Obert, Cy

indian

After the American Revolution, the newly formed United States of America now had complete sovereignty with new ideologies, few more influential than their idea of Manifest Destiny. Manifest Destiny was the idea that it was justifiable and inevitable for the Americans to spread their reign from coast to coast. Thus, as they began to put this dream into action, they faced inevitable conflict from the Native Americans who resided throughout the western parts of the country. Americans instead of engaging in another war decided to, instead, civilize and “De-Indianize” the Native American population. This assimilation process, thus, brought forth an array of social changes for Native Americans.

Secretary of War John Calhoun said that “it was the duty of all employees in governemt-funded missions… to promote U.S. policies aimed at ‘civilizing’ Indians” (Grande).  Indians were “civilized” through education of the youth. They learned values such as the “Protestant work ethic” in hopes of transforming this primitive society into one which would help aid American Capitalistic ideals, ideals much different than Native American’s group mentality. This education, though, was not optional for Native Americans, for they were, in many cases, forcibly removed from their tribe at a young age and sent to boarding school. Boarding school was seen as place where Native American youth could go to be assimilated and be withheld from their tribes, thus keeping American ideologies in the forefront of their minds. This practice was used from the mid 19th century all the way up until the 20th century.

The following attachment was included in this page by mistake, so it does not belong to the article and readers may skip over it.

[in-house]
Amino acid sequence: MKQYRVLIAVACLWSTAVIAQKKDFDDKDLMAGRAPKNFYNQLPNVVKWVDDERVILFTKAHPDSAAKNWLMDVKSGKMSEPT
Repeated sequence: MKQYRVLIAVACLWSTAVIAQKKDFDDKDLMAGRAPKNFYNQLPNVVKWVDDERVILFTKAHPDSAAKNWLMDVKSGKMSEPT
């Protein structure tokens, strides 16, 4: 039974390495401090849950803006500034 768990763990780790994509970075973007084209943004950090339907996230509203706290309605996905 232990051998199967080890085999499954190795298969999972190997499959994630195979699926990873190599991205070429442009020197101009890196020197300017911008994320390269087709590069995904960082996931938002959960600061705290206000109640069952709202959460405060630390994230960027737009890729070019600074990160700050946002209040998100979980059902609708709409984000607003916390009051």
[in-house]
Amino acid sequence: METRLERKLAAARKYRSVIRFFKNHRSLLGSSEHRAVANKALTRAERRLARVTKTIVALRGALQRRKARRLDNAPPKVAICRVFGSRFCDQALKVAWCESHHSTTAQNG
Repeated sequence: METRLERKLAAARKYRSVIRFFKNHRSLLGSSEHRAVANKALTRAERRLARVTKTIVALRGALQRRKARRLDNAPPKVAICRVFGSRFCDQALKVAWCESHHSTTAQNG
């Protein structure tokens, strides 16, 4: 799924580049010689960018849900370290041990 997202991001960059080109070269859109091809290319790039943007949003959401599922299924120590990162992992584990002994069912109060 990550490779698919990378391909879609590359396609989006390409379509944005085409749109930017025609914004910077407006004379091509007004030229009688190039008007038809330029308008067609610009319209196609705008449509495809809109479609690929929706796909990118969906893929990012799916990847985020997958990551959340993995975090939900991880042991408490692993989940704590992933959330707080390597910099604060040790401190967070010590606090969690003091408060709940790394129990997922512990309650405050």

Training the Native American children to lose their cultural heritage, naturally changed the social structure of their culture. Many tribes lost their singular identity and were absorbed by another tribe. Also, Native Americans became more interested in owning land and materialistic goods. And politically, the Native Americans no longer resisted nor questioned the white man; they realized they were second class citizens in his world.

References:

(Grande)– Red Pedagogy: Native American Social and Political Thought  By Sandy Grande

Picturehttp://pabook.libraries.psu.edu/palitmap/CarlisleIndianSchool.html

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